*463 D. Darwinism

    Until Darwin's time, humans were thought of as one category of beings and nonhuman animals were considered a separate category; [FN46] this was largely based on the Creation story found in Genesis. [FN47] After Charles Darwin popularized the theory of evolution, such categorization was no longer feasible. [FN48] Humans were merely another link on the evolutionary chain, and thus, the idea that humans had free reign over nonhuman animals became more difficult to justify morally or philosophically. According to one scholar, "[t]he reason Descartes's view of animals is not possible today . . . is that between him and us came Darwin. Once we see the other animals as our kin, we have little choice but to see their condition as analogous to our own." [FN49] While it had been generally accepted that humans were pointedly different from animals because God had endowed them with a rational soul, Darwin demonstrated that the development of rationality was simply a function of natural selection. Darwin argued that while animals did not possess the same degree of rationality as humans, rational thought was indeed present in other animal species. [FN50] In addition, Darwin believed that the use of language--another characteristic seen as being distinctly within the purview of humankind--existed in varying degrees in animal species, often through signals. [FN51] When the similarities among the species are recognized, and when it is acknowledged that the difference between humans and other animals is "one of degree and not of kind," [FN52] it is increasingly difficult to see animals simply as objects. [FN53]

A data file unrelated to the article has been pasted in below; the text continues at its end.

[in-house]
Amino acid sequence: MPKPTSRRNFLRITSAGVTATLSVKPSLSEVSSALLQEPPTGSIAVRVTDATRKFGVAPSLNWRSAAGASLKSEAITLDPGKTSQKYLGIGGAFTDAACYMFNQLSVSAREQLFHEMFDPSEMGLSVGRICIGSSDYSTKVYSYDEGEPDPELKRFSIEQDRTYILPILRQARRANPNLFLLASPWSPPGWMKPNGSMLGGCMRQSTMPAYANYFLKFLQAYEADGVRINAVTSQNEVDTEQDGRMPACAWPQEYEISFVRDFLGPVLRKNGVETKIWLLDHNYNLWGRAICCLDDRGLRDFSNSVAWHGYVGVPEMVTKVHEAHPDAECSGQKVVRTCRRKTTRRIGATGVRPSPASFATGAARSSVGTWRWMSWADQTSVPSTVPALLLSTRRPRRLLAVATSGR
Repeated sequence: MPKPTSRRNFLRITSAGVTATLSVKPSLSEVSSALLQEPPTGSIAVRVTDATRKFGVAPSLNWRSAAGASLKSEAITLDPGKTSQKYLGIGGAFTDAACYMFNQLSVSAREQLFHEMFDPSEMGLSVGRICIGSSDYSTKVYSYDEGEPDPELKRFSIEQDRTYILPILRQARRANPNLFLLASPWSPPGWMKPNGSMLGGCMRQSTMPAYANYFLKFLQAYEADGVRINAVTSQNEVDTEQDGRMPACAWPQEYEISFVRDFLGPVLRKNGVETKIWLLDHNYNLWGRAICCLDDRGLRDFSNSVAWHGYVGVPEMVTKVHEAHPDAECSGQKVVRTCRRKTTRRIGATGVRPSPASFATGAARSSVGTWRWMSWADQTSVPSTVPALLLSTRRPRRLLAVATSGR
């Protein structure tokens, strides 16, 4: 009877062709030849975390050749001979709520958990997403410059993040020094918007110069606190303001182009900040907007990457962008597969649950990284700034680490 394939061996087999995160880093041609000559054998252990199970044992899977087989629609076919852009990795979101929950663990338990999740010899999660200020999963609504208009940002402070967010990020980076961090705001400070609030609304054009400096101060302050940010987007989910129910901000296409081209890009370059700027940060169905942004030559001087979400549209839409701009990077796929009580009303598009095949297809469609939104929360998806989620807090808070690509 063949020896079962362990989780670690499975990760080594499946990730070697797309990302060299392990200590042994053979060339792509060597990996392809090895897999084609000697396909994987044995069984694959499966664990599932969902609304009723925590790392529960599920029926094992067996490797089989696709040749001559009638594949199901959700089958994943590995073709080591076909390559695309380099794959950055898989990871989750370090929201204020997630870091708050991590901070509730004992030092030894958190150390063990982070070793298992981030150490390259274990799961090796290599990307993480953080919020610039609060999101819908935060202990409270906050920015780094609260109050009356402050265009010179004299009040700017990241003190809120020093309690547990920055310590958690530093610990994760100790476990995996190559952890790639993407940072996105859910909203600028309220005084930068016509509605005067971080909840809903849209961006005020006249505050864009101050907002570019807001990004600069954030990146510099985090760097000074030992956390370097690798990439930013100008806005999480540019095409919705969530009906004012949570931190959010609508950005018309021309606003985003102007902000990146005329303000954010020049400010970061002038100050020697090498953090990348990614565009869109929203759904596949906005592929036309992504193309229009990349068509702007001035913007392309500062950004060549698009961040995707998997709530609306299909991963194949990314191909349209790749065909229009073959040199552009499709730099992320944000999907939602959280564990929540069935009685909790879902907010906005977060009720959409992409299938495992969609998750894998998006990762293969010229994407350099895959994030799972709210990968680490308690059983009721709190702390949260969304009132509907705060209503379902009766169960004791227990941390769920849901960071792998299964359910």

*464 Around the time of Darwin, other philosophers who viewed animals in a sympathetic and moral way became more prevalent. For example, Jeremy Bentham anticipated a time "when the rest of the animal creation may acquire those rights which never could have been withheld from them but by the hand of tyranny." [FN54] These philosophers further heightened the awareness of the plight of animals.

 

E. Singer and the Advancement of Animal Rights

    Although there have been champions of animal rights dating back to Saint Francis of Assisi and the plight of animals has gained the support of some of the world's most brilliant minds such as Leonardo DaVinci and Albert Einstein, it was Peter Singer's Animal Liberation, published in 1975, that brought the moral issues concerning animals to the forefront of popular dialogue. [FN55] Singer appealed to his readers' intellects rather than their sensitivities by presenting the treatment of animals philosophically. [FN56]